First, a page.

*Warning: Spoilers Ahead*
There is something delightfully satisfying about seeing America's sweetheart channel her rebellious side.
No, this is not a reference to Julia Roberts or Meg Ryan. It's a nod to the rom-com queen Sandra Bullock, who everyone knows as the lovable, quirky protagonist in films like While You Were Sleeping, All About Steve and Miss Congeniality. The actress has also flexed her acting muscles across multiple genres, from sports dramas to sci-fi thrillers (how amazing was Gravity?!). But now, the Oscar winner is making headlines with her new Netflix thriller, The Unforgivable, and it's...well, a mixed bag.
On the plus side, it boasts a solid cast (from Viola Davis to Jon Bernthal) and it touches on plenty of key issues that relate to the justice system, but unfortunately, it sells itself short with a shocking twist that actually takes away from the entire film.
The movie follows Ruth Slater (Bullock), a woman who gets released from prison after serving 20 years for murdering a cop. She tries to find her place in a society that constantly rejects her, but more importantly, she's desperate to reunite with her baby sister, whom she hasn't heard from.
From the get-go, it's clear that Ruth's newfound "freedom" comes with a whole new set of barriers, shedding light on very real issues that affect formerly incarcerated people, whether it's blatant discrimination or limited job opportunities. (When Ruth gets out, she's denied work because of her record.) But though these key themes do add depth to the film, it's Ruth's complicated character and inner turmoil that really shines through.
Here is Bullock, embodying a hardened, no-nonsense carpenter who actually killed a cop—and she totally nails the performance. In fact, anyone who hasn't seen her rom-coms might assume that she was born to play these kinds of roles: the brash, uncompromising, ruthless felon who's fiercely protective of those she loves.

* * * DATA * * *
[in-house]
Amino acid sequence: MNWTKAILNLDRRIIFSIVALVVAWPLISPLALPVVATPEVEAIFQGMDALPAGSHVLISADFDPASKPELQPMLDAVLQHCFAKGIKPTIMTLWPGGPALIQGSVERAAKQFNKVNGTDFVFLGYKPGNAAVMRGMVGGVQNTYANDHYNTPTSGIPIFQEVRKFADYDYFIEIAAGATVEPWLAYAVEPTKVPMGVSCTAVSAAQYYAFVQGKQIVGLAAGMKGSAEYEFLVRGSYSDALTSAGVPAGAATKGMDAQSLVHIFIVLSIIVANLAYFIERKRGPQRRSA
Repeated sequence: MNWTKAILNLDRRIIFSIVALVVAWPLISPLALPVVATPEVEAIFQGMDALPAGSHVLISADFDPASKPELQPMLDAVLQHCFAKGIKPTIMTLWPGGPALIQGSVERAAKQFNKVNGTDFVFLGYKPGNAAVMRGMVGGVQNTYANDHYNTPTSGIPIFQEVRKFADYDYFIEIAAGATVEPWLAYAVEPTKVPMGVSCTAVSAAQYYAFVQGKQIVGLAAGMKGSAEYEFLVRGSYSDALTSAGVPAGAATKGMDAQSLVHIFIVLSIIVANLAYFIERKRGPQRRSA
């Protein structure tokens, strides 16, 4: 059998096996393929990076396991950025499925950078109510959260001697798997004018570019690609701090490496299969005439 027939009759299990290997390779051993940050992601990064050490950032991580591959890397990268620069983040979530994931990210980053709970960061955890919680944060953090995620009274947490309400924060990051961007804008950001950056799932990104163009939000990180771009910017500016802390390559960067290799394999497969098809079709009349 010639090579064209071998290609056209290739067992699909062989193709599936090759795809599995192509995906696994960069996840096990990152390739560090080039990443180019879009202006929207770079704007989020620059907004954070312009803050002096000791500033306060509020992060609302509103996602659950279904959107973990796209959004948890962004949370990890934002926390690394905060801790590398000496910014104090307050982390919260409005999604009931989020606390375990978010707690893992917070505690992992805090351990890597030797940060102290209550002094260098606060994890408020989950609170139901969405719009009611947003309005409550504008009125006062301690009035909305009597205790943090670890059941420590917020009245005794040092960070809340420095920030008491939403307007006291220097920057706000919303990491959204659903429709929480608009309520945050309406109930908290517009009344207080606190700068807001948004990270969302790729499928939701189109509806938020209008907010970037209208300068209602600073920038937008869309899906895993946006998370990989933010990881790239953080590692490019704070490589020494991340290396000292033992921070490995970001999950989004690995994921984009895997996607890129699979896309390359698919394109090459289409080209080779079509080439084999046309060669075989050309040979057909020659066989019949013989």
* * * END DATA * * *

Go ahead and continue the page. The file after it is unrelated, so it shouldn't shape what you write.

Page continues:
Bullock's portrayal of Ruth is layered and so authentic. She balances the frustration of losing basic necessities with a deep longing to see her sister again, and she masters the art of maintaining a stoic expression as she deals with the weight of everyone's judgment, although her eyes still speak volumes. Her previous crime also gives her a dark and unsettling edge, almost teasing that Ruth might be capable of more than what the film lets on—and that makes her character all the more fascinating.
But then comes the big reveal, which confirms that the events didn't quite play out like one would expect. Without spoiling it, this twist feels like a flimsy attempt at maintaining Bullock's nice girl image. Yes, it'll tug at the heartstrings and yes, it gets points for shock factor, but the following scenes lose their spark and it's harder to stay invested until the end. As you watch, you might find yourself saying: "Oh wow! Didn't see that one coming...But wait, is that it?"
Another issue worth noting is that Davis's talents are grossly underused here. Thankfully, there's one standout scene where her character, Liz, schools Ruth on the racial disparity that pervades the justice system during their standoff at her home. Still, it would've been so great to see more of the Fences star throughout the film.
So, is this a must-watch movie? If you're a die-hard Sandra Bullock fan, then yes, absolutely. Her performance is nothing short of phenomenal, and it's not every day that fans get to see this rom-com queen embody a convicted murderer who's rough around the edges. But considering its disappointing shock reveal, you might be better off watching Gravity.
PureWow Rating: 3 out of 5 stars
Sandra Bullock delivers a show-stopping performance in this poignant film, although an altered ending would've made for a much more compelling story.
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